Racism remains pervasive in Brazil though the black community is estimated to constitute between 50 and 60 percent of the country's population. As evidence of the systemic effects of racism in Brazil, the United Nations Committee on the Elimination of Racial Discrimination
has called special attention to the high illiteracy rate among blacks, relegating many of them to employment in low paying jobs such as street sweepers and domestic workers. And, while Brazilian law states that racism is a punishable crime, few blacks have the education or economic resources to pursue their rights.
In 1988, a provision of the new Brazilian Constitution that criminalized racial discrimination changed the Black Movement's traditional distrust of the state and view of the law as an officially sanctioned tool for oppression. Many Afro-Brazilian groups began to work with the government to seek legal redress for racially motivated crimes, using the 1988 Constitution and secondary legislation to promote racial equality. The 1988 Constitution also provides for the direct incorporation of international human rights instruments, including the International Convention on the Elimination of All Forms of Racial Discrimination (Race Convention), into the domestic legal order.
Despite the legislative provisions of Brazil's constitution and the country's ratification of Race Convention, too few police, prosecutors and judges recognize the seriousness of racial discrimination in the criminal justice system, and little attention has been paid to the possibility of finding civil remedies for racial discrimination. Consequently, few racial-discrimination cases actually come to court (few of which are punished).
Drawing on our experience with other Afro-descendent communities in Latin America and our 22-years of strategic human rights advocacy and lawyering within the Inter-American system, IHRLG trains Afro-Brazilian lawyers in using UN mechanisms to combat racial discrimination, invites human rights leaders to participate in our annual international advocacy training program, Advocacy Bridge, helps local leaders amplify the voice of the black community within the international arena, and facilitates networking between local groups.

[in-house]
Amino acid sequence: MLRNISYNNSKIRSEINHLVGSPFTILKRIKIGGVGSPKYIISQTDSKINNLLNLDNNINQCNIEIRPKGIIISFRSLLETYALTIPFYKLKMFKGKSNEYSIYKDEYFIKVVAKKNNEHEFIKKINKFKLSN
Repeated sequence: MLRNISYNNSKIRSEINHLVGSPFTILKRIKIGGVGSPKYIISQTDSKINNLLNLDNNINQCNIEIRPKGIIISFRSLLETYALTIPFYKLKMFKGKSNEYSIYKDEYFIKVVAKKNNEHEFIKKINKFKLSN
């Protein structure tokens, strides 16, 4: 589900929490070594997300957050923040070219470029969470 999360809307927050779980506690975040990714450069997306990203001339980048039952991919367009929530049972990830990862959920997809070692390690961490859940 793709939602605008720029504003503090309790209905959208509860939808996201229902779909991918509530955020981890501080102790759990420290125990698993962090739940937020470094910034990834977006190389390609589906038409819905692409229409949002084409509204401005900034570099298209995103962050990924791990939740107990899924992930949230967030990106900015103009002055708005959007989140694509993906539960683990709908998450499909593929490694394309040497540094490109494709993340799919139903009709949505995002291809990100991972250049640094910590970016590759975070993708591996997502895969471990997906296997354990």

Recent examples of our Brazil program activities include
- Preparing Afro-Brazilian NGOs for effective participation in the 2001 World Conference Against Racism and inviting an activist from Salvador to voice her experience of racial discrimination in IHRLG's Voices Forum held during the World Conference.
- Training 18 Afro-Brazilian lawyers in ways to incorporate the language, techniques and procedures of the Race Convention into their legal work and advocacy efforts.
- As part of our overall efforts to help Afro-Latino groups combat racism, IHRLG proposed an article on racial discrimination for inclusion in the Inter-American Democratic Charter. Our advocacy, and the initiative of other NGOs involved in the document elaboration process, resulted in IHRLG's proposal becoming Article 9 of the Charter adopted by the Organization of American States in September 2001.